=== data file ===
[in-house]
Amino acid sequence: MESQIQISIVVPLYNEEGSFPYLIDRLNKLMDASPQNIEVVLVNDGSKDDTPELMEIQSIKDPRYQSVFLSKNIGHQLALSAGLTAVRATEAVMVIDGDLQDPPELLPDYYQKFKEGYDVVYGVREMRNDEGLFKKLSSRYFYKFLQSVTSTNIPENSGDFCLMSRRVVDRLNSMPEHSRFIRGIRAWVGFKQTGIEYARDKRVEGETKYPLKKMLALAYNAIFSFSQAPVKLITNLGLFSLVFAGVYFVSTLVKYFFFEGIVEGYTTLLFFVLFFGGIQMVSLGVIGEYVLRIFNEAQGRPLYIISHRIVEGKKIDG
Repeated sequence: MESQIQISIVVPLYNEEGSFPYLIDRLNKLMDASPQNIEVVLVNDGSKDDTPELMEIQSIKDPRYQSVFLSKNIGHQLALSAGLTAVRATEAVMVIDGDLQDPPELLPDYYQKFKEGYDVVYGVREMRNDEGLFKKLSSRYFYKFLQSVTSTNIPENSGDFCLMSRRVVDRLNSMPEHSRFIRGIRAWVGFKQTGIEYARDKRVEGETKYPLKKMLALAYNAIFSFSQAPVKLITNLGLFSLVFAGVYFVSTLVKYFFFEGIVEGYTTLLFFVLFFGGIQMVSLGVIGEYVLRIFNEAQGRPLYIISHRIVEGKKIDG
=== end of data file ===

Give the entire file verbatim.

[in-house]
Amino acid sequence: MESQIQISIVVPLYNEEGSFPYLIDRLNKLMDASPQNIEVVLVNDGSKDDTPELMEIQSIKDPRYQSVFLSKNIGHQLALSAGLTAVRATEAVMVIDGDLQDPPELLPDYYQKFKEGYDVVYGVREMRNDEGLFKKLSSRYFYKFLQSVTSTNIPENSGDFCLMSRRVVDRLNSMPEHSRFIRGIRAWVGFKQTGIEYARDKRVEGETKYPLKKMLALAYNAIFSFSQAPVKLITNLGLFSLVFAGVYFVSTLVKYFFFEGIVEGYTTLLFFVLFFGGIQMVSLGVIGEYVLRIFNEAQGRPLYIISHRIVEGKKIDG
Repeated sequence: MESQIQISIVVPLYNEEGSFPYLIDRLNKLMDASPQNIEVVLVNDGSKDDTPELMEIQSIKDPRYQSVFLSKNIGHQLALSAGLTAVRATEAVMVIDGDLQDPPELLPDYYQKFKEGYDVVYGVREMRNDEGLFKKLSSRYFYKFLQSVTSTNIPENSGDFCLMSRRVVDRLNSMPEHSRFIRGIRAWVGFKQTGIEYARDKRVEGETKYPLKKMLALAYNAIFSFSQAPVKLITNLGLFSLVFAGVYFVSTLVKYFFFEGIVEGYTTLLFFVLFFGGIQMVSLGVIGEYVLRIFNEAQGRPLYIISHRIVEGKKIDG